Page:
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Someone should have filed a complaint in writing with the OMB (Boundary violation, inappropriate touching, etc.). In doing so, confidentiality could be maintained during the course of the investigation and the reporter is granted immunity from being counter-sued if they reported in good faith. However, the reporter also must waive their right to file a malpractice/negligence torte claim against the doctor.
Any legal agency or lawyer, counselor, doctor, or nurse should could have explained to the patients what their options were for reporting outside of the medical facility. What happened to mandatory reporting?
If any of the cases qualified, filing through the JCAHO Sentinal Event system might have been helpful in alerting others to the ongoing problems. Again, anonymity can be maintained and complaints surrounding patient safety are acted upon quickly and reported to the CEO of the facility (if the facility is in the JCAHO system). Logically, then, MCHC would have hopefully would have been obligated to discuss the situation with the OMB and an OMB investigator could have been sent there.
Patients can request copies of their personal medical records too. Having these reviewed with someone experienced in surgery/anesthesia/medical record keeping may have triggered one of them to question more what really happened to them and perhaps they could have had someone else file the complaint with the OMB for them.
Some of the patients who were also co-workers with the doctor might have been to file a Stalking Protective Order in Wasco County Court or with the police in The Dalles. If criteria was met to do that and granted by the judge there, this probably would have gotten the attention of MCHC, the OMB, and the police earlier on.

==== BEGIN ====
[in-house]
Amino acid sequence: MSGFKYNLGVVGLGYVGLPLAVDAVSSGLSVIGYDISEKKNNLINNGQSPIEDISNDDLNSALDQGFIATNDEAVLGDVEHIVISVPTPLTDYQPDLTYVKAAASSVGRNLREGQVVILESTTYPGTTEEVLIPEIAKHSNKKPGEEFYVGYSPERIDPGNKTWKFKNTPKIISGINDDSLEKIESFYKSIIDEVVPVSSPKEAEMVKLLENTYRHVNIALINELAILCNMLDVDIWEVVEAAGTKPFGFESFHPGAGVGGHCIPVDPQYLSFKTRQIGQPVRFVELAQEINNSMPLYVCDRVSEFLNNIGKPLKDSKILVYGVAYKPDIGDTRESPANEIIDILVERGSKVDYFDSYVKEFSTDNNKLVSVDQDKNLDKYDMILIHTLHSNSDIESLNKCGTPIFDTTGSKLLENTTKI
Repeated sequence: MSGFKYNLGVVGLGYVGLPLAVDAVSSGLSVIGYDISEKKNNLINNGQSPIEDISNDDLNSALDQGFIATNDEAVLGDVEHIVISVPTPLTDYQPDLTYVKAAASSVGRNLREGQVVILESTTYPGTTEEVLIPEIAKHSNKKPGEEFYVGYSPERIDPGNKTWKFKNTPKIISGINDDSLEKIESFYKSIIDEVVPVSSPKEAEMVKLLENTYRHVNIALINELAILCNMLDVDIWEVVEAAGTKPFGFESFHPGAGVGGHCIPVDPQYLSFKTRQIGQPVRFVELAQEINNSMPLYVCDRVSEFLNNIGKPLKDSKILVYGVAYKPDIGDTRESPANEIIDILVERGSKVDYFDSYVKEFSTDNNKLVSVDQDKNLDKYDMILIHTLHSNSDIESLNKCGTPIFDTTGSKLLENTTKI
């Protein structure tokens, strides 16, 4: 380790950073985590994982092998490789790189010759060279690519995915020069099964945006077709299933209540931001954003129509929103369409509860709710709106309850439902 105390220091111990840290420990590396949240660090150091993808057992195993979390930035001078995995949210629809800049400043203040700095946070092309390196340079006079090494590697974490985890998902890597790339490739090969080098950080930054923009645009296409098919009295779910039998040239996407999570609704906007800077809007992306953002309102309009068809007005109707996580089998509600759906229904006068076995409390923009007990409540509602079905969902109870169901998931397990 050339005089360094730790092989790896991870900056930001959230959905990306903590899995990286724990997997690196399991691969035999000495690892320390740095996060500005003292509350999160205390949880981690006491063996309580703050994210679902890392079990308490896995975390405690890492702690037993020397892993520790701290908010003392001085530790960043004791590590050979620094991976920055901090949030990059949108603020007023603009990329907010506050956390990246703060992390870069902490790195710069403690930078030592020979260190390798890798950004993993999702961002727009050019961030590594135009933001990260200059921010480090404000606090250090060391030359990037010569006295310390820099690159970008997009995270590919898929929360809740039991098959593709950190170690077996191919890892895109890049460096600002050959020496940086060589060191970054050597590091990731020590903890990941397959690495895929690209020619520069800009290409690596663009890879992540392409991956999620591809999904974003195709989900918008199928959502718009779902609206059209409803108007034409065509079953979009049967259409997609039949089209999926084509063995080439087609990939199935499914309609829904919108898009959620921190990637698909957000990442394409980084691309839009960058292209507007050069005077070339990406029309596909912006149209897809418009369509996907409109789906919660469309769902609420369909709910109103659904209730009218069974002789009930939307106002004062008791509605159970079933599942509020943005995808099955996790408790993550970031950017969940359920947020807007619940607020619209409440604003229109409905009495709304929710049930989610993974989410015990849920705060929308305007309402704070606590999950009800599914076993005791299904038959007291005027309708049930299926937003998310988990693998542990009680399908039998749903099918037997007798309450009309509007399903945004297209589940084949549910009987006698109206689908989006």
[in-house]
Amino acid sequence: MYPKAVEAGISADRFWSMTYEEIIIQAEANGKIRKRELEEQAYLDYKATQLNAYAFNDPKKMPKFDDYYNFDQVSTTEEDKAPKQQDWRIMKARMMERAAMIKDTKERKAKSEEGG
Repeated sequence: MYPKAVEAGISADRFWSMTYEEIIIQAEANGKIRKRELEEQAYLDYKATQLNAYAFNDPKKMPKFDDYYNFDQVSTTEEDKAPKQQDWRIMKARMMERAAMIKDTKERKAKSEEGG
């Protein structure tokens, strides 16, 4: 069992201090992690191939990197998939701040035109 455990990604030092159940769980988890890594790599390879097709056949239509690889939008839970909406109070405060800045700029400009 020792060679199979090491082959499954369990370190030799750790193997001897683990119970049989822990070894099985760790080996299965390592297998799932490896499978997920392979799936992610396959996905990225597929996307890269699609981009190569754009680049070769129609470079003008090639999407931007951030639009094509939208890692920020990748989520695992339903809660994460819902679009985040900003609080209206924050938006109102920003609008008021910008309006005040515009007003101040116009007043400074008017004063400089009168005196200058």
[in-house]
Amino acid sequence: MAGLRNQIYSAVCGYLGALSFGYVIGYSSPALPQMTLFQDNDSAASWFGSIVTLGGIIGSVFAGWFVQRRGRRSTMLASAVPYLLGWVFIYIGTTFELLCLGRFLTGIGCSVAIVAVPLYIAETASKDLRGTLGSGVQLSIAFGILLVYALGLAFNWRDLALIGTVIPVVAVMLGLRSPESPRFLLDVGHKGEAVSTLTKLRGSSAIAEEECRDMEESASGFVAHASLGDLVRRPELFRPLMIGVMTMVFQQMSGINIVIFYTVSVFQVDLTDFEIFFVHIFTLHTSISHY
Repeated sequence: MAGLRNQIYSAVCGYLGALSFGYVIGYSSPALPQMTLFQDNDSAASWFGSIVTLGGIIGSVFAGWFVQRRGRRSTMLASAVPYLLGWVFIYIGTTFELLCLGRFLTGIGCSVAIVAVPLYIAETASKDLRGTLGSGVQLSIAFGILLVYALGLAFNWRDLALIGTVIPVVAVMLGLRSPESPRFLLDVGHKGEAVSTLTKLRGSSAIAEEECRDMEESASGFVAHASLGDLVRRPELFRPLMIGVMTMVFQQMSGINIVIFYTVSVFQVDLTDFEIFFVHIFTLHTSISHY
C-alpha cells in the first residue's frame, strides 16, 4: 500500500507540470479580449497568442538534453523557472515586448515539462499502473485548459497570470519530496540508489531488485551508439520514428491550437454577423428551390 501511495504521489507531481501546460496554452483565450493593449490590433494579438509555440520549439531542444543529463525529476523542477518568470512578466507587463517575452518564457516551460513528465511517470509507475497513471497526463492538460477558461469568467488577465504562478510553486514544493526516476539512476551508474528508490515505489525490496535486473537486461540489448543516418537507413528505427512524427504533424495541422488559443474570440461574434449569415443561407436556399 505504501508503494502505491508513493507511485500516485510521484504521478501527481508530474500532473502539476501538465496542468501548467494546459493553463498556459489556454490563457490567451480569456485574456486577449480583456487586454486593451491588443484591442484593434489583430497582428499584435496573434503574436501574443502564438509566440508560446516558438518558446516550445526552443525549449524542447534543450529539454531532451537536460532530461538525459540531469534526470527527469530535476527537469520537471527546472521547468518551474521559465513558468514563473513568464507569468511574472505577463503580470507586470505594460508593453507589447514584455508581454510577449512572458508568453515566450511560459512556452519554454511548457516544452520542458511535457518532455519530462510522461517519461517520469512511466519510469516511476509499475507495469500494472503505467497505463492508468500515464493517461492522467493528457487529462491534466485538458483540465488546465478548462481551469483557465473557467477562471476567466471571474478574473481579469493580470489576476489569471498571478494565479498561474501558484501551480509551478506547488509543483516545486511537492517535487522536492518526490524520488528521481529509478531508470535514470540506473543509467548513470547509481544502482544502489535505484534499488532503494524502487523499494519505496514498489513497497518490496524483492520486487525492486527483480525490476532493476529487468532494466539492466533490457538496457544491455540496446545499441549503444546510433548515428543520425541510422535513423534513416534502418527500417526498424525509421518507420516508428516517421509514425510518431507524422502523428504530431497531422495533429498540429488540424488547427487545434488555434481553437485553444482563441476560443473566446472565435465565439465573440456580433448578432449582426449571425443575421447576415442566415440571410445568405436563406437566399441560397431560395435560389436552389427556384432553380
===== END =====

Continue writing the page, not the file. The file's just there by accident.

According to the Oregon State Bar, defamation cases are hard to prove even when one has truly been the victim of such circumstances. If the allegations were false, could'nt the doctor have filed complaints against the nurses, technicians, etc. with their respective boards in addition to the defamation suit MCHC feared to protect and defend himself?
From the "summary" section of a June 2003 (Vol.56, Issue 6, p.549-553) publication in Anaesthesia:
"Sexual hallucinations have been reported since the introduction of chloroform. Newer agents such as midazolam and propofol appear particularly prone to producing them. Some practitioners have been the victims of allegations resulting from the hallucinogenic effects of these drugs. Other individuals, including doctors, have used the amnesic effects of midazolam and other drugs to sexually assault victims."
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